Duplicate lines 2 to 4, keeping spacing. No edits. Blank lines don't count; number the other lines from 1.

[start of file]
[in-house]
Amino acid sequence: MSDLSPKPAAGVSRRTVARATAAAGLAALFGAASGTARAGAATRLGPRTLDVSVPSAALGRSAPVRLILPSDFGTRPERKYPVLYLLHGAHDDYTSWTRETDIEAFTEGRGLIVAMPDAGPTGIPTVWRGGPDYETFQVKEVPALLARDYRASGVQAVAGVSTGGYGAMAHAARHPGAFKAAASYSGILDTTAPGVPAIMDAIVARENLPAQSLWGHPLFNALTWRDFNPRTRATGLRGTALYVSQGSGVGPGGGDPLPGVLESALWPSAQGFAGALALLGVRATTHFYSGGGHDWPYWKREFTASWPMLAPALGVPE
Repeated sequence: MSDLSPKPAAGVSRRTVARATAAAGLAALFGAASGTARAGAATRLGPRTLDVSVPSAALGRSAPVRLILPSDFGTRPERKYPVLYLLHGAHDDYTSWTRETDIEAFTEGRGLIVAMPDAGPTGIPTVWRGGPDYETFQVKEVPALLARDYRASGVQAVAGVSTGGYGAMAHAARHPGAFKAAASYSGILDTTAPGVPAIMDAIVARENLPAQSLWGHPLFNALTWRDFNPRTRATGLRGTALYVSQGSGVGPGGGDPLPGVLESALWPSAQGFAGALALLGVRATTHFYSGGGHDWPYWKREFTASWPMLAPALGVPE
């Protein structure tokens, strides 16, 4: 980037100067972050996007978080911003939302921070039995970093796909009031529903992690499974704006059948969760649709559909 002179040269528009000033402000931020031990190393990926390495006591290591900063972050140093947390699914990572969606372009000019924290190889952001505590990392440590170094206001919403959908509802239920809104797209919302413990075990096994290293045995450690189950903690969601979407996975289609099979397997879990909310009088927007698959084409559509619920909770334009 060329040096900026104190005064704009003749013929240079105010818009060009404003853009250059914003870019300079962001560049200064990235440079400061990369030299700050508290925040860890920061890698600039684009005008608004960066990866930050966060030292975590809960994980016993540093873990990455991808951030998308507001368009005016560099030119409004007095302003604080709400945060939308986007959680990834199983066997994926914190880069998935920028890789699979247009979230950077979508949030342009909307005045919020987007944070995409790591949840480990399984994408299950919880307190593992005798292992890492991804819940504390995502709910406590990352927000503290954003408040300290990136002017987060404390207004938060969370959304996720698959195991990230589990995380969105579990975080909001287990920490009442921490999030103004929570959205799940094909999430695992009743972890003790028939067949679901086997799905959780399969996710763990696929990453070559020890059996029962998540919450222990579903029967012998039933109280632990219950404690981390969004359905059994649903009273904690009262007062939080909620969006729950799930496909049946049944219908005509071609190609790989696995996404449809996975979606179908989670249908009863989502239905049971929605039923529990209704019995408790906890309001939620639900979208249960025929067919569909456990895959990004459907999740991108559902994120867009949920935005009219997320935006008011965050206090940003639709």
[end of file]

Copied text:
Amino acid sequence: MSDLSPKPAAGVSRRTVARATAAAGLAALFGAASGTARAGAATRLGPRTLDVSVPSAALGRSAPVRLILPSDFGTRPERKYPVLYLLHGAHDDYTSWTRETDIEAFTEGRGLIVAMPDAGPTGIPTVWRGGPDYETFQVKEVPALLARDYRASGVQAVAGVSTGGYGAMAHAARHPGAFKAAASYSGILDTTAPGVPAIMDAIVARENLPAQSLWGHPLFNALTWRDFNPRTRATGLRGTALYVSQGSGVGPGGGDPLPGVLESALWPSAQGFAGALALLGVRATTHFYSGGGHDWPYWKREFTASWPMLAPALGVPE
Repeated sequence: MSDLSPKPAAGVSRRTVARATAAAGLAALFGAASGTARAGAATRLGPRTLDVSVPSAALGRSAPVRLILPSDFGTRPERKYPVLYLLHGAHDDYTSWTRETDIEAFTEGRGLIVAMPDAGPTGIPTVWRGGPDYETFQVKEVPALLARDYRASGVQAVAGVSTGGYGAMAHAARHPGAFKAAASYSGILDTTAPGVPAIMDAIVARENLPAQSLWGHPLFNALTWRDFNPRTRATGLRGTALYVSQGSGVGPGGGDPLPGVLESALWPSAQGFAGALALLGVRATTHFYSGGGHDWPYWKREFTASWPMLAPALGVPE
């Protein structure tokens, strides 16, 4: 980037100067972050996007978080911003939302921070039995970093796909009031529903992690499974704006059948969760649709559909 002179040269528009000033402000931020031990190393990926390495006591290591900063972050140093947390699914990572969606372009000019924290190889952001505590990392440590170094206001919403959908509802239920809104797209919302413990075990096994290293045995450690189950903690969601979407996975289609099979397997879990909310009088927007698959084409559509619920909770334009 060329040096900026104190005064704009003749013929240079105010818009060009404003853009250059914003870019300079962001560049200064990235440079400061990369030299700050508290925040860890920061890698600039684009005008608004960066990866930050966060030292975590809960994980016993540093873990990455991808951030998308507001368009005016560099030119409004007095302003604080709400945060939308986007959680990834199983066997994926914190880069998935920028890789699979247009979230950077979508949030342009909307005045919020987007944070995409790591949840480990399984994408299950919880307190593992005798292992890492991804819940504390995502709910406590990352927000503290954003408040300290990136002017987060404390207004938060969370959304996720698959195991990230589990995380969105579990975080909001287990920490009442921490999030103004929570959205799940094909999430695992009743972890003790028939067949679901086997799905959780399969996710763990696929990453070559020890059996029962998540919450222990579903029967012998039933109280632990219950404690981390969004359905059994649903009273904690009262007062939080909620969006729950799930496909049946049944219908005509071609190609790989696995996404449809996975979606179908989670249908009863989502239905049971929605039923529990209704019995408790906890309001939620639900979208249960025929067919569909456990895959990004459907999740991108559902994120867009949920935005009219997320935006008011965050206090940003639709």